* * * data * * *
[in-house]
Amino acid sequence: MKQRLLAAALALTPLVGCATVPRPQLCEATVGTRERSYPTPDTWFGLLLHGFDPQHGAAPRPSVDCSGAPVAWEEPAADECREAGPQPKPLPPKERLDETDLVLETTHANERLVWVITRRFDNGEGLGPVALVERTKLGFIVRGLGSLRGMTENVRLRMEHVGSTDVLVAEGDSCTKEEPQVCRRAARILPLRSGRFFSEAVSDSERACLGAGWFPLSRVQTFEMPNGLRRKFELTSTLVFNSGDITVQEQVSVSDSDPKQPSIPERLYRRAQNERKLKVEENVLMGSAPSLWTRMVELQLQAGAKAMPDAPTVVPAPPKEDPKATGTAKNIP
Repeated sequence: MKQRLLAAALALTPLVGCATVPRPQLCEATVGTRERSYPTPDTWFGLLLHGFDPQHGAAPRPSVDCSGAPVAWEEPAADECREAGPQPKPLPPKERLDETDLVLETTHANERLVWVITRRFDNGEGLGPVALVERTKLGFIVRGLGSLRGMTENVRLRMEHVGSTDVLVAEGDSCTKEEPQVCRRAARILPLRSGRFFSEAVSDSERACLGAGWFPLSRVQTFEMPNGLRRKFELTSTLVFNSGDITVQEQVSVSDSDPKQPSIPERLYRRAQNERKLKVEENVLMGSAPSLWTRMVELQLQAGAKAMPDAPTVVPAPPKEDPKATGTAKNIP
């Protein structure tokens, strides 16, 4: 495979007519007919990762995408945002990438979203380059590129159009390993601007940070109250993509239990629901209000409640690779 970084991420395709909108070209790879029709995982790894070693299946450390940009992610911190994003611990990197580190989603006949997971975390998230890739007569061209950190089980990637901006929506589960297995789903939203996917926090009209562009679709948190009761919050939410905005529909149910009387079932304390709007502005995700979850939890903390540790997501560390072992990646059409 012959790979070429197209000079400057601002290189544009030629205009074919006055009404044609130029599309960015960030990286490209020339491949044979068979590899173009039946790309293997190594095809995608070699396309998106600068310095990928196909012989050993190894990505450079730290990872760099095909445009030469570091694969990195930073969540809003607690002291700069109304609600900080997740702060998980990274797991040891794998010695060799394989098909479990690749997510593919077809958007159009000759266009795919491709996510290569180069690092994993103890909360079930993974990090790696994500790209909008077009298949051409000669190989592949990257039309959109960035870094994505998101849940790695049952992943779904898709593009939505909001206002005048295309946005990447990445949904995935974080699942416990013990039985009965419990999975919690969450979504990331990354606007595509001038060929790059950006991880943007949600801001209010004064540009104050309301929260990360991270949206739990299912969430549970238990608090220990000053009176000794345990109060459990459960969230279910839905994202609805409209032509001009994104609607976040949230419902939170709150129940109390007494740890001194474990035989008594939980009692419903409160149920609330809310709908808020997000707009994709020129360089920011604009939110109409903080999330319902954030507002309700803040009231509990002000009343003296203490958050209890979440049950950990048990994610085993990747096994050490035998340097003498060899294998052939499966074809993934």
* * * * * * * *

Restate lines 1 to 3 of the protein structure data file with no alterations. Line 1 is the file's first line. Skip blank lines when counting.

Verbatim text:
[in-house]
Amino acid sequence: MKQRLLAAALALTPLVGCATVPRPQLCEATVGTRERSYPTPDTWFGLLLHGFDPQHGAAPRPSVDCSGAPVAWEEPAADECREAGPQPKPLPPKERLDETDLVLETTHANERLVWVITRRFDNGEGLGPVALVERTKLGFIVRGLGSLRGMTENVRLRMEHVGSTDVLVAEGDSCTKEEPQVCRRAARILPLRSGRFFSEAVSDSERACLGAGWFPLSRVQTFEMPNGLRRKFELTSTLVFNSGDITVQEQVSVSDSDPKQPSIPERLYRRAQNERKLKVEENVLMGSAPSLWTRMVELQLQAGAKAMPDAPTVVPAPPKEDPKATGTAKNIP
Repeated sequence: MKQRLLAAALALTPLVGCATVPRPQLCEATVGTRERSYPTPDTWFGLLLHGFDPQHGAAPRPSVDCSGAPVAWEEPAADECREAGPQPKPLPPKERLDETDLVLETTHANERLVWVITRRFDNGEGLGPVALVERTKLGFIVRGLGSLRGMTENVRLRMEHVGSTDVLVAEGDSCTKEEPQVCRRAARILPLRSGRFFSEAVSDSERACLGAGWFPLSRVQTFEMPNGLRRKFELTSTLVFNSGDITVQEQVSVSDSDPKQPSIPERLYRRAQNERKLKVEENVLMGSAPSLWTRMVELQLQAGAKAMPDAPTVVPAPPKEDPKATGTAKNIP